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|Title: ||Mucosal immune and physiological responses to exercise in wheelchair athletes|
|Authors: ||Leicht, Christof A.|
|Keywords: ||Spinal cord injury|
Mucosal immune function
|Issue Date: ||2012|
|Publisher: ||© Christof Leicht|
|Abstract: ||Apart from motor and sensory function loss, an injury to the spinal cord can cause sympathetic dysfunction, which has been shown to affect immune responses. In this thesis, data from five experimental studies have been collected to compare physiological and psychophysiological exercise responses between wheelchair athlete subgroups with different disabilities (tetraplegic, paraplegic, and non-spinal cord-injured).
In two preparatory studies, physiological exercise responses to exhaustive (Chapter 4) and submaximal exercise (Chapter 5) were investigated in all three disability subgroups. Whilst reliability measures for peak oxygen uptake (VO2peak) were in a range observed previously in able-bodied athletes, the variation in tetraplegic athletes was larger when expressed relative to their VO2peak, questioning the use of this variable to track small changes in aerobic capacity in athletic populations. Submaximal physiological and psychophysiological exercise responses were found to be similar between disability subgroups when expressed as a percentage of VO2peak, justifying the protocol used in the laboratory study on mucosal immune function, which was based on the same percentages of VO2peak for all disability subgroups.
The most extensive study of this thesis, detailed in Chapter 6, showed that single laboratory-controlled 60-min exercise sessions increase both salivary secretory immunoglobulin A (sIgA), a marker of mucosal immunity, and α-amylase, a marker of sympathetic activation in all three disability subgroups. However, the impaired sympathetic nervous system in tetraplegic athletes seemed to influence the fine-tuning of their sIgA response when compared with paraplegic and non-spinal cord-injured athletes, resulting in a larger exercise-induced increase of sIgA secretion rate when compared to paraplegic and non-spinal cord-injured athletes. Based on these results, the study detailed in Chapter 7 investigated sIgA responses in tetraplegic athletes during wheelchair rugby court training. Despite their disability, these athletes showed responses thought to be governed by the sympathetic nervous system, such as reductions of saliva flow rate as a result of strenuous exercise. Similarly, the responses observed in Chapter 8 imply a comparable trend of chronic sIgA exercise responses in tetraplegic athletes as found in the able-bodied population, namely a decrease in sIgA secretion rate during periods of heavy training.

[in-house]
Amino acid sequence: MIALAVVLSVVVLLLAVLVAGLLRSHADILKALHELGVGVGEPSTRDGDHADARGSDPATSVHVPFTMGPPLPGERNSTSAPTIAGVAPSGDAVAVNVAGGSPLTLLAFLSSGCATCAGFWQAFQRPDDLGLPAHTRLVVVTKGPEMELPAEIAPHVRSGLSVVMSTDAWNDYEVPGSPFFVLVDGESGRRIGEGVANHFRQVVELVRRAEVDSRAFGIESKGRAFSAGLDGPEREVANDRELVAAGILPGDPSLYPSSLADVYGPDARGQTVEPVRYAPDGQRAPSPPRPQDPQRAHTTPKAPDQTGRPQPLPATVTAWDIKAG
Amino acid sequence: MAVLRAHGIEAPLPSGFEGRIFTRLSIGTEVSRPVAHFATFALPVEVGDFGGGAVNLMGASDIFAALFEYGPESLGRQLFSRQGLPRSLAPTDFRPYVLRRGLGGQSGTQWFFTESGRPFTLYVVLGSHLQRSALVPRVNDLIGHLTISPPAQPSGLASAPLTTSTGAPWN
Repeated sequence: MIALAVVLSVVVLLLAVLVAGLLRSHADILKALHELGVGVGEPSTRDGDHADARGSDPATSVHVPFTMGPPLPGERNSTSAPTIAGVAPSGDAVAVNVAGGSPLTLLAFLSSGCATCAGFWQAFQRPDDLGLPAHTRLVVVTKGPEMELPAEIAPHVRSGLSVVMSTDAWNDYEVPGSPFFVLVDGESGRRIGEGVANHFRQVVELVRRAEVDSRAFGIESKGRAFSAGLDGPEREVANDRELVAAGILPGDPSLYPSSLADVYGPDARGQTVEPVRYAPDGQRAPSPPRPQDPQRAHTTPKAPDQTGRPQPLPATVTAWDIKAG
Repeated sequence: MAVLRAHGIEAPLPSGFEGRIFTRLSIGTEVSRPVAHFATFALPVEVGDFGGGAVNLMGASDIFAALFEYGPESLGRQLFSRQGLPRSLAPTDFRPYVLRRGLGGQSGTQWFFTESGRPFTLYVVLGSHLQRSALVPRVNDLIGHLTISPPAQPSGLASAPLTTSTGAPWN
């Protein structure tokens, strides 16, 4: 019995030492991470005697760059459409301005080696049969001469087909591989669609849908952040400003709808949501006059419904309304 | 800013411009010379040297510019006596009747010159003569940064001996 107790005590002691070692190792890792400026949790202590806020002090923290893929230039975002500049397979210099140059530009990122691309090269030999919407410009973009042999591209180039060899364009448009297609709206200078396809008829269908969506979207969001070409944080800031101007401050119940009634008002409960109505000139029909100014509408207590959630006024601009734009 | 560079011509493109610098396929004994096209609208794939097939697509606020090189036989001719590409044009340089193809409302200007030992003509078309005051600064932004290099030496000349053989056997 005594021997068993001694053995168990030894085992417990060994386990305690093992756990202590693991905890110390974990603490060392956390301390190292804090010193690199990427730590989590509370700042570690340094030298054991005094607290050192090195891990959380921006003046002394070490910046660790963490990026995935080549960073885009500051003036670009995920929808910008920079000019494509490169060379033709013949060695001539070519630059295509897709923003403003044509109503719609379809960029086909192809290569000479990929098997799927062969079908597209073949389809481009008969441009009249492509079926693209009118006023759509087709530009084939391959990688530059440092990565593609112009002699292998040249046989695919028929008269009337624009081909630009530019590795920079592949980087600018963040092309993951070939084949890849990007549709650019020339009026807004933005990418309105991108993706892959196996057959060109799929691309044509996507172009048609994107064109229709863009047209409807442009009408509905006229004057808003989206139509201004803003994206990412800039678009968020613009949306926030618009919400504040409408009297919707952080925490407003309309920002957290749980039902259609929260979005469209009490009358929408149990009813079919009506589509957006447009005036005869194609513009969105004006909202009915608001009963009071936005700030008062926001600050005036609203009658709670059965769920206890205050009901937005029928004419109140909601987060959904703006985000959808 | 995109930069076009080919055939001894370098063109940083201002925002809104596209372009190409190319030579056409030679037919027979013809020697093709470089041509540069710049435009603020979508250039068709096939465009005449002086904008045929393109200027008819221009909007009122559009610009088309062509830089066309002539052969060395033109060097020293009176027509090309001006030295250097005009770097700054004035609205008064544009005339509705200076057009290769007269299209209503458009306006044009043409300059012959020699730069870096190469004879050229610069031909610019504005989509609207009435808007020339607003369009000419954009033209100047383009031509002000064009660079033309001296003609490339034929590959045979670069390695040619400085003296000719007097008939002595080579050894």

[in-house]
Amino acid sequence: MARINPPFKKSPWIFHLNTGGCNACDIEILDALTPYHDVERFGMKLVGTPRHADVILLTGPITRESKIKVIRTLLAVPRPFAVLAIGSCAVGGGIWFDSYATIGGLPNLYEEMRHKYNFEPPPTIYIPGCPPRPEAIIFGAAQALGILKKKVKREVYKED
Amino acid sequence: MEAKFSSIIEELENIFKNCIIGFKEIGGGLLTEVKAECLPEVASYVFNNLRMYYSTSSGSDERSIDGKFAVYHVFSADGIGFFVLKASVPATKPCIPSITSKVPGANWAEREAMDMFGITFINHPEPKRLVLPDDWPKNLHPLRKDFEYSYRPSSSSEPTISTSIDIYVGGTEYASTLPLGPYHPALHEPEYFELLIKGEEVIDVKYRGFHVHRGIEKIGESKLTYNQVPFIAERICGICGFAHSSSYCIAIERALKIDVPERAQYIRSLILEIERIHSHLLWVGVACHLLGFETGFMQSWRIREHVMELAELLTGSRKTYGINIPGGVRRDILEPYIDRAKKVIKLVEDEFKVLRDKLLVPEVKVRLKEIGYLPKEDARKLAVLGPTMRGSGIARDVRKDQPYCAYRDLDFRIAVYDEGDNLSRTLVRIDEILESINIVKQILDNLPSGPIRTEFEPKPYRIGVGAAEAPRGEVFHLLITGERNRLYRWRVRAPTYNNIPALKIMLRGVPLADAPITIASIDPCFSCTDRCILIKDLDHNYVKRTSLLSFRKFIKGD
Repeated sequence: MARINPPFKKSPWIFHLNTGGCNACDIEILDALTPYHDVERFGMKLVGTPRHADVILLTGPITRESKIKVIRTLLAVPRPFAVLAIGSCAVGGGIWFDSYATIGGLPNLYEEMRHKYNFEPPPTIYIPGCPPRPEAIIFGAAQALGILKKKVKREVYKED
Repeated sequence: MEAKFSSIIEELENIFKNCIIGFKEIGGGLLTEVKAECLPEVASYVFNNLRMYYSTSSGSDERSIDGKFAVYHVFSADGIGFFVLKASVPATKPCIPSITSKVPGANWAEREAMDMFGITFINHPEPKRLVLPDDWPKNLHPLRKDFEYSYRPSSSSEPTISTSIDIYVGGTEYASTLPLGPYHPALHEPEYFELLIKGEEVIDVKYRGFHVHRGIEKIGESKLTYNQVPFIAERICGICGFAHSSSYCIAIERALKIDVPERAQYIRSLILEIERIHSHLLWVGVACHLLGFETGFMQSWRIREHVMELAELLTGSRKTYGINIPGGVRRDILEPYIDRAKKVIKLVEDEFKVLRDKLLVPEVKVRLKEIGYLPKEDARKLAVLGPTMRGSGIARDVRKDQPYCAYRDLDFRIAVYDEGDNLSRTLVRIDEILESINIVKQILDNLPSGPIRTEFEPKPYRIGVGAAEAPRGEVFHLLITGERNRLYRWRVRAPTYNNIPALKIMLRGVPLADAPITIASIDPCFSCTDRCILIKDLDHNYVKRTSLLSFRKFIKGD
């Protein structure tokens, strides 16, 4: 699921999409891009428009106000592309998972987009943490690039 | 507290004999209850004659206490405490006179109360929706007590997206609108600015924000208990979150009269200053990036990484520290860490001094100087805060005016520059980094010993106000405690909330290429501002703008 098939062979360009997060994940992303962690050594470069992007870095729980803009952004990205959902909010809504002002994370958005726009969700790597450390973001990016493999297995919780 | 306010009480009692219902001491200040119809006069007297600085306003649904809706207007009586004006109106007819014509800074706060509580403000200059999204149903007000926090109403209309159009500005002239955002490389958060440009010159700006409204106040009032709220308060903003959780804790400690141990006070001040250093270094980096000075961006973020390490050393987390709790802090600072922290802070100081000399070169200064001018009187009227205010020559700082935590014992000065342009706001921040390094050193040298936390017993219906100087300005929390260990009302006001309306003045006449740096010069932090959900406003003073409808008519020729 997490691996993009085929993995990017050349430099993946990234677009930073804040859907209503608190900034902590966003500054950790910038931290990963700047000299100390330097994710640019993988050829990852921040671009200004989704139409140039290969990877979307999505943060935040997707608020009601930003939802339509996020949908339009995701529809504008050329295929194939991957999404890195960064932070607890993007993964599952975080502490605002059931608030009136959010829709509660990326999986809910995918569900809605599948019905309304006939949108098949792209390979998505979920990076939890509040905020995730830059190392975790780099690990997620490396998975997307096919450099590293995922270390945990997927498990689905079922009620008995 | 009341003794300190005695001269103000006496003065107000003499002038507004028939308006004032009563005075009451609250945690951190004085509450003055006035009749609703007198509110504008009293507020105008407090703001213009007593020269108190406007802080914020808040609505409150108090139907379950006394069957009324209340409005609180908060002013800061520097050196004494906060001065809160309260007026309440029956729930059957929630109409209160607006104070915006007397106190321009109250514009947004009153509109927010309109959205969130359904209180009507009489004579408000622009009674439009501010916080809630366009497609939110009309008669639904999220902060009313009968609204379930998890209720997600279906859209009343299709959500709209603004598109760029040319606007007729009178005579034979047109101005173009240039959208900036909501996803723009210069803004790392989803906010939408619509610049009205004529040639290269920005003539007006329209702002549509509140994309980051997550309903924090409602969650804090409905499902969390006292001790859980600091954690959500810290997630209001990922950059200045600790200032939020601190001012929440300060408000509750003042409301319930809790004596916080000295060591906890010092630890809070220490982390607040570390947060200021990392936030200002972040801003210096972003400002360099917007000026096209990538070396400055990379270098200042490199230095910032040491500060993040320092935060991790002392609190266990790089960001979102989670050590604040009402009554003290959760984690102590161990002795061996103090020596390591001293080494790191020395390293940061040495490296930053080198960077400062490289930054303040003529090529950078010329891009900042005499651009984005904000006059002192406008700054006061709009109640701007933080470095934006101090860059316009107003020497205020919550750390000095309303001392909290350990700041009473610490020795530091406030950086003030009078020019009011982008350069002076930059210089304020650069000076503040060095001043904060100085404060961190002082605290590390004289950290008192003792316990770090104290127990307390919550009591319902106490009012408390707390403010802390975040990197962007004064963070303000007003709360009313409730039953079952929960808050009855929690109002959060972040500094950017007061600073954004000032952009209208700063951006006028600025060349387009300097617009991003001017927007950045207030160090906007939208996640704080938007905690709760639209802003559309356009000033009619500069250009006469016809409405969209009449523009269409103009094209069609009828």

These are the first studies in wheelchair athlete populations to investigate mucosal immune responses. Interestingly, despite the disruption of their sympathetic nervous system, some responses in tetraplegic athletes are comparable with findings in able-bodied populations. It is possible that due to their highly trained nature, these tetraplegic individuals are able to compensate for their loss of central sympathetic innervation. This may be by way of adapted spinal reflex or parasympathetic nervous system activity, or increased sensitivity of receptors involved in autonomic pathways. Therefore, sympathetic nervous function in tetraplegic athletes may be qualitatively altered, but in parts still be functional.|
|Description: ||A Doctoral Thesis. Submitted in partial fulfilment of the requirements for the award of Doctor of Philosophy of Loughborough University.|
|Appears in Collections:||PhD Theses (Sport, Exercise and Health Sciences)|
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